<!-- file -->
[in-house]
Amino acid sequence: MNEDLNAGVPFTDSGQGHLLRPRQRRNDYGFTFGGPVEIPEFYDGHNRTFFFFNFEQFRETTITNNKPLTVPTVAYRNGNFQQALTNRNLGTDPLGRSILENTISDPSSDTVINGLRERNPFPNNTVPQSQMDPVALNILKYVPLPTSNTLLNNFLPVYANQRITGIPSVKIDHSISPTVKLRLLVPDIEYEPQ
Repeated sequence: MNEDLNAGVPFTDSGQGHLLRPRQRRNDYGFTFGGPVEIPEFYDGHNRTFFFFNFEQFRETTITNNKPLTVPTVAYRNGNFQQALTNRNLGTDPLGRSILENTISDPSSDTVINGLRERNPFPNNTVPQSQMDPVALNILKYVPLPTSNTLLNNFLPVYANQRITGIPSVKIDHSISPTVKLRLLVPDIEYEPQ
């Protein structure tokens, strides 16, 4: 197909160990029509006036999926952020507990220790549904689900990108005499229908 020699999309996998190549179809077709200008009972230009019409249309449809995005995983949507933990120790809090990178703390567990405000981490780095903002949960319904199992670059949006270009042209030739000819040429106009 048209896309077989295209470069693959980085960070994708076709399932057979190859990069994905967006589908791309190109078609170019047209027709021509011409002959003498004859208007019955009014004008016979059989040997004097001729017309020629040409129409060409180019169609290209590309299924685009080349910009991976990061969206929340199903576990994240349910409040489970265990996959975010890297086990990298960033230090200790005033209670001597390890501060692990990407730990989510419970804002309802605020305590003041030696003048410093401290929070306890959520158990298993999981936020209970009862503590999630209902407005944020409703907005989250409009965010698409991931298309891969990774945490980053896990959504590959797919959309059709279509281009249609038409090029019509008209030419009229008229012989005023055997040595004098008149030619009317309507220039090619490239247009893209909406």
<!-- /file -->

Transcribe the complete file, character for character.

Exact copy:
[in-house]
Amino acid sequence: MNEDLNAGVPFTDSGQGHLLRPRQRRNDYGFTFGGPVEIPEFYDGHNRTFFFFNFEQFRETTITNNKPLTVPTVAYRNGNFQQALTNRNLGTDPLGRSILENTISDPSSDTVINGLRERNPFPNNTVPQSQMDPVALNILKYVPLPTSNTLLNNFLPVYANQRITGIPSVKIDHSISPTVKLRLLVPDIEYEPQ
Repeated sequence: MNEDLNAGVPFTDSGQGHLLRPRQRRNDYGFTFGGPVEIPEFYDGHNRTFFFFNFEQFRETTITNNKPLTVPTVAYRNGNFQQALTNRNLGTDPLGRSILENTISDPSSDTVINGLRERNPFPNNTVPQSQMDPVALNILKYVPLPTSNTLLNNFLPVYANQRITGIPSVKIDHSISPTVKLRLLVPDIEYEPQ
């Protein structure tokens, strides 16, 4: 197909160990029509006036999926952020507990220790549904689900990108005499229908 020699999309996998190549179809077709200008009972230009019409249309449809995005995983949507933990120790809090990178703390567990405000981490780095903002949960319904199992670059949006270009042209030739000819040429106009 048209896309077989295209470069693959980085960070994708076709399932057979190859990069994905967006589908791309190109078609170019047209027709021509011409002959003498004859208007019955009014004008016979059989040997004097001729017309020629040409129409060409180019169609290209590309299924685009080349910009991976990061969206929340199903576990994240349910409040489970265990996959975010890297086990990298960033230090200790005033209670001597390890501060692990990407730990989510419970804002309802605020305590003041030696003048410093401290929070306890959520158990298993999981936020209970009862503590999630209902407005944020409703907005989250409009965010698409991931298309891969990774945490980053896990959504590959797919959309059709279509281009249609038409090029019509008209030419009229008229012989005023055997040595004098008149030619009317309507220039090619490239247009893209909406």